My friends are understanding when I cancel on them now, but my best friends make the effort to get me out of my comfort zone. Something I’m always grateful for. Dating? Well that’s is a no go for me. I recently found someone who understood what I was going through and was so supportive of my episodes.

And what did I do? I pushed him away of course. In my mind, no one wants to date that girl with anxiety, right? I made things so much harder than they should have been. I wasn’t honest about how bad my anxiety is, and I couldn’t control it. I don’t blame him for walking away, and I don’t blame myself for the way I am.

4. Music helps create a blank space during anxious moments.

As cheesy as it sounds, music is my little savior. It’s the only time I can get out of my head, stop thinking and instead focus on the words. My song lyric knowledge is impeccable. If I ever feel anxious, then I put my headphones in, whether it’s to sleep, in work or at the gym. Headphones on. World out.

I have anxiety, but I’m not my anxiety.

Image via Thinkstock.

This story originally appeared on The Law Foodie.

I’ve become a runner. I’ve always enjoyed being active, but never on teams. Hello competition anxiety! No, I have always enjoyed challenging myself: swimming, hiking, rock climbing, and more recently, running. I often find when my anxiety is up and I begin to feel restless and desperate, taking it out on the pavement is one of the best things for me. I like to be outside, and I love the solitary time to be with my thoughts. You can run anywhere with only a pair of good shoes.

I’ve also become someone who has committed to regular therapy. My therapist and I have been working through some of my anxiety triggers through the use of eye movement desensitization and reprocessing (EMDR) therapy. In a nutshell, EMDR uses bilateral stimulation to help me process traumatic experiences. The bilateral stimulation can be done with your therapist by tracking a pencil left and right with your eyes or by slowly tapping alternating sides of your body, among other methods.

As we’ve begun this intense inner work together I found myself continuing to feel like the experience was opening up other things in my subconscious. Other processing started to happen that I wasn’t even fully aware of. I have moments where suddenly a multitude thoughts and memories collide. Fragments of memories from lectures in college from a decade ago would suddenly integrate with a line from Harry Potter. At times it was so intense that it would take my breath away. It still does.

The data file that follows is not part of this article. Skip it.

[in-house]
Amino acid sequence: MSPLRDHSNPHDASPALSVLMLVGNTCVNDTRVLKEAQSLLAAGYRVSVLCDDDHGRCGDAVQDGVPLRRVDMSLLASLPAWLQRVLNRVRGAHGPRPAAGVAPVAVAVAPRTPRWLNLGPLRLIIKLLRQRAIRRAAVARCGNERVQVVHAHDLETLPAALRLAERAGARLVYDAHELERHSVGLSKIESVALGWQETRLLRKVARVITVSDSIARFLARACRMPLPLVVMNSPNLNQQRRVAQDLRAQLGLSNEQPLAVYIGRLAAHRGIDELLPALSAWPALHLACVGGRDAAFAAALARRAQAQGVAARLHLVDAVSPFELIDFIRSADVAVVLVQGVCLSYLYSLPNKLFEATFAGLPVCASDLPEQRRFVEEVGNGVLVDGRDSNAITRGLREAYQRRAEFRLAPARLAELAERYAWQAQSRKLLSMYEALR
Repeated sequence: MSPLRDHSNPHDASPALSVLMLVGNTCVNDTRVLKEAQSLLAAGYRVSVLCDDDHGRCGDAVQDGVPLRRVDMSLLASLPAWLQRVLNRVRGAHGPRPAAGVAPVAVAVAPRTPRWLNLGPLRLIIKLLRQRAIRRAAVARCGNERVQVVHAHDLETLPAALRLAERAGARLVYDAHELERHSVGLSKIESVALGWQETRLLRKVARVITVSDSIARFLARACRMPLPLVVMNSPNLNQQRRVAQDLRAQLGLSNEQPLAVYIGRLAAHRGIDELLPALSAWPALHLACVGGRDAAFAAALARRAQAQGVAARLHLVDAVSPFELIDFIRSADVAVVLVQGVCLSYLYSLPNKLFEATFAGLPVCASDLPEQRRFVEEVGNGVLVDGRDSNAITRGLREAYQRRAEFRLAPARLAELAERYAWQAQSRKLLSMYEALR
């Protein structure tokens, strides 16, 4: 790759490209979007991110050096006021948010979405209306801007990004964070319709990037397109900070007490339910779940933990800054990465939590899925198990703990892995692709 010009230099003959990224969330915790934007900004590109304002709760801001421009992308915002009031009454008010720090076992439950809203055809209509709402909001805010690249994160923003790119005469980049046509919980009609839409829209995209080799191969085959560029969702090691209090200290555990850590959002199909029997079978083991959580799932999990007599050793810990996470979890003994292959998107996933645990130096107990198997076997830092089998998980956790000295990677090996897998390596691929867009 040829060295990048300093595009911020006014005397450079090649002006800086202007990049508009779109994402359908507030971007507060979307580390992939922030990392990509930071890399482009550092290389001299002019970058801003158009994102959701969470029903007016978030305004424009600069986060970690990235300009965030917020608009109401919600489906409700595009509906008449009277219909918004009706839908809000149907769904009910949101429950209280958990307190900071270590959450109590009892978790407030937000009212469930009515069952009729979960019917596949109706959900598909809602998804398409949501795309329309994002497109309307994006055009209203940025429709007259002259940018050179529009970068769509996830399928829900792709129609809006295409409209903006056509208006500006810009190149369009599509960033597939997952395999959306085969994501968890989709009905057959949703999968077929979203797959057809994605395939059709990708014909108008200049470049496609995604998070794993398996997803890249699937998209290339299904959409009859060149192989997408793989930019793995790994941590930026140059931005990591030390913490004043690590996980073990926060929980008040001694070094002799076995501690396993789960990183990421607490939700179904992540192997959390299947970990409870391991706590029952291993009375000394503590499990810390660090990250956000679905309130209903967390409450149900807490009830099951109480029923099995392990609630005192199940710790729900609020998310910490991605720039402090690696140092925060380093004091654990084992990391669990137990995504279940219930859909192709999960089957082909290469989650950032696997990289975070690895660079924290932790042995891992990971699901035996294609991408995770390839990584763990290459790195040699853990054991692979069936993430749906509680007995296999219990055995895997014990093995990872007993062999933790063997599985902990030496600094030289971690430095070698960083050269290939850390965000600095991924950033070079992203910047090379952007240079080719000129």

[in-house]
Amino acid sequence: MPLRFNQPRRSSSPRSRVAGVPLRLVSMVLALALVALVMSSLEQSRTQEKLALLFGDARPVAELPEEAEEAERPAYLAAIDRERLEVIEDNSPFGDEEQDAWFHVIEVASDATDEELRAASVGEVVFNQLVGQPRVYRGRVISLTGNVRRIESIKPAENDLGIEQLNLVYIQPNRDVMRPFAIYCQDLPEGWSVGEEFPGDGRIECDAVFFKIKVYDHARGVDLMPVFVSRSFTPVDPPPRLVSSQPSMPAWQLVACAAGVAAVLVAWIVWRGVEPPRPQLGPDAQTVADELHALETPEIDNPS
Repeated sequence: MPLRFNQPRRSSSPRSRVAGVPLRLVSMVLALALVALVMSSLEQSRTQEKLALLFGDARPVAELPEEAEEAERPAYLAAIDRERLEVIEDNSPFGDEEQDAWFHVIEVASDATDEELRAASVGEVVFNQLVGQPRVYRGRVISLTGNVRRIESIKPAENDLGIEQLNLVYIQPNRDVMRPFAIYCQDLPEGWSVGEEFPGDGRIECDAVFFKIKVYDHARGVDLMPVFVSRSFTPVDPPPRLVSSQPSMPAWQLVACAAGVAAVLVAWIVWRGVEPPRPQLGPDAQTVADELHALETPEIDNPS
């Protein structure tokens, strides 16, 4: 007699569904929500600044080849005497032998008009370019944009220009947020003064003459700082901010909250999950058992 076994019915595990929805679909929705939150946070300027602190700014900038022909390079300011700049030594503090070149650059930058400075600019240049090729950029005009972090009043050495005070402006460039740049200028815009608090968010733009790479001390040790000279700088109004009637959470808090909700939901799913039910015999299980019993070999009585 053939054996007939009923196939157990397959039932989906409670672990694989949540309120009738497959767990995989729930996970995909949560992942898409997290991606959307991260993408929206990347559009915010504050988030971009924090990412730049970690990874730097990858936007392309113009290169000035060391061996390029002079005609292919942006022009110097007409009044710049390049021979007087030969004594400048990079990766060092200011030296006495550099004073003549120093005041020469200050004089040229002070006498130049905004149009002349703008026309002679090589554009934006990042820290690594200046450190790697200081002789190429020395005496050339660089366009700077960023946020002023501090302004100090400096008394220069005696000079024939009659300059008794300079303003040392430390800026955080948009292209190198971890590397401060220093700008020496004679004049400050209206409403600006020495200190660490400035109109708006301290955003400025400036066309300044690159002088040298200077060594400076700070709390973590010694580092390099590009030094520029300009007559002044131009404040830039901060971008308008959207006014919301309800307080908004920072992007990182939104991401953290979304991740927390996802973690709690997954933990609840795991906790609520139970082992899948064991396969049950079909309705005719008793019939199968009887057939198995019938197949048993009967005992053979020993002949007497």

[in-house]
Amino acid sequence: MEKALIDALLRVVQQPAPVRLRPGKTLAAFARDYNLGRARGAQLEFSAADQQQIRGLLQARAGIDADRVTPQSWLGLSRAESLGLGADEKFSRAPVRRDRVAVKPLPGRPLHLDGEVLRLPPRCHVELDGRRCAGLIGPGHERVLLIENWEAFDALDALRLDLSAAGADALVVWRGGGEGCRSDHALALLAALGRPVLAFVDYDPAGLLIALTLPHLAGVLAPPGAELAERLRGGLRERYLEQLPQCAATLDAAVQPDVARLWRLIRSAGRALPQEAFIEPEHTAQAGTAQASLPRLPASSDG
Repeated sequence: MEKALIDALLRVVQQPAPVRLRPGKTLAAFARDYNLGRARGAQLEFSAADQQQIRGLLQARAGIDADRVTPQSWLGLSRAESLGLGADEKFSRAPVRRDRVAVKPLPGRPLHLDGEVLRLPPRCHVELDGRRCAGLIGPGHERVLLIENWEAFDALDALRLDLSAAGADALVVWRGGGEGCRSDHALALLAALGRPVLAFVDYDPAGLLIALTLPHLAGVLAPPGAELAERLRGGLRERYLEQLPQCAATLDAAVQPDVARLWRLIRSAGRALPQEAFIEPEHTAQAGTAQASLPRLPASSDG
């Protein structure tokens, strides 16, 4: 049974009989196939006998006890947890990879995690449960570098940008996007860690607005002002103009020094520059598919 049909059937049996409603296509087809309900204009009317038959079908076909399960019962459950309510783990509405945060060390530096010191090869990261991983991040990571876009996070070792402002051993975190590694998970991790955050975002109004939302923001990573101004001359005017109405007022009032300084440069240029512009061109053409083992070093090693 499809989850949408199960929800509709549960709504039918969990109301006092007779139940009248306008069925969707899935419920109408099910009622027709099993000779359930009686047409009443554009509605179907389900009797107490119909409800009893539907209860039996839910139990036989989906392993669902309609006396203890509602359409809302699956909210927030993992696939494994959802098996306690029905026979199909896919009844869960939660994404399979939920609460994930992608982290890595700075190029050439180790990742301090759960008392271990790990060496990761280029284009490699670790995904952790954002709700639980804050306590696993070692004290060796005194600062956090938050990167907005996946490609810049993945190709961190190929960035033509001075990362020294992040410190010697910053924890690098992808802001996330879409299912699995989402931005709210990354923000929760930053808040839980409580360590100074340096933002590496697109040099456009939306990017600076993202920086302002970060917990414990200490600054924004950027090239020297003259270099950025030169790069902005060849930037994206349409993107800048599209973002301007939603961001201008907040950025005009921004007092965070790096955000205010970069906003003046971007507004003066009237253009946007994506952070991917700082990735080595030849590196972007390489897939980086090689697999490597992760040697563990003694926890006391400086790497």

I didn’t realize this at first, but I was having these intense moments while out running. And wouldn’t you know it, running is also a form of bilateral stimulation. In one specific instance, I went out running after being triggered by hateful political rhetoric. I was so upset and I was thinking about how awful these people were to say such things, and then suddenly it hit me: these hateful things that people say, it’s like what my anxiety says to me. It tells me I’m not good enough, not strong enough, not worthy. It leads me to dark thoughts, dark places, even suicidal places.


But then I heard the voice of Sirius Black telling Harry this: “We’ve all got both light and dark inside us. What matters is the part we choose to act on. That’s who we really are.” I realized that even though there’s this hateful, self-deprecating voice of anxiety inside me, it doesn’t define me. I might find myself in dark places, I have dark thoughts, but I can choose to not be what my anxiety tells me I am. It is hard work, so fucking hard, but I can choose to focus on the light. It takes practice, and like running, I can’t do it every day, but I’m building up my endurance.

What’s more, I have profoundly grasped the impact of the words of others who have told me over and over again that this is all in my head. Of course it’s all in my head! The anxiety, the depression, the darkness and the light. I thought again of Harry Potter, and I had an intensely validating moment from good ole Professor Dumbledore. There’s that moment in the final Harry Potter book — when Harry had just been hit by the killing curse for the second time and it wasn’t clear if he was dead or alive in that instant. Harry was waiting and talking with Dumbledore, and Harry asked if this was real or all in his head. Dumbledore responded, “Of course it’s all in your head, but why on earth should that mean it isn’t real?”

Image via Facebook – Harry Potter

Hello, my name is Anxiety!

woman holding up a sign that reads: Hello, my name is anxiety.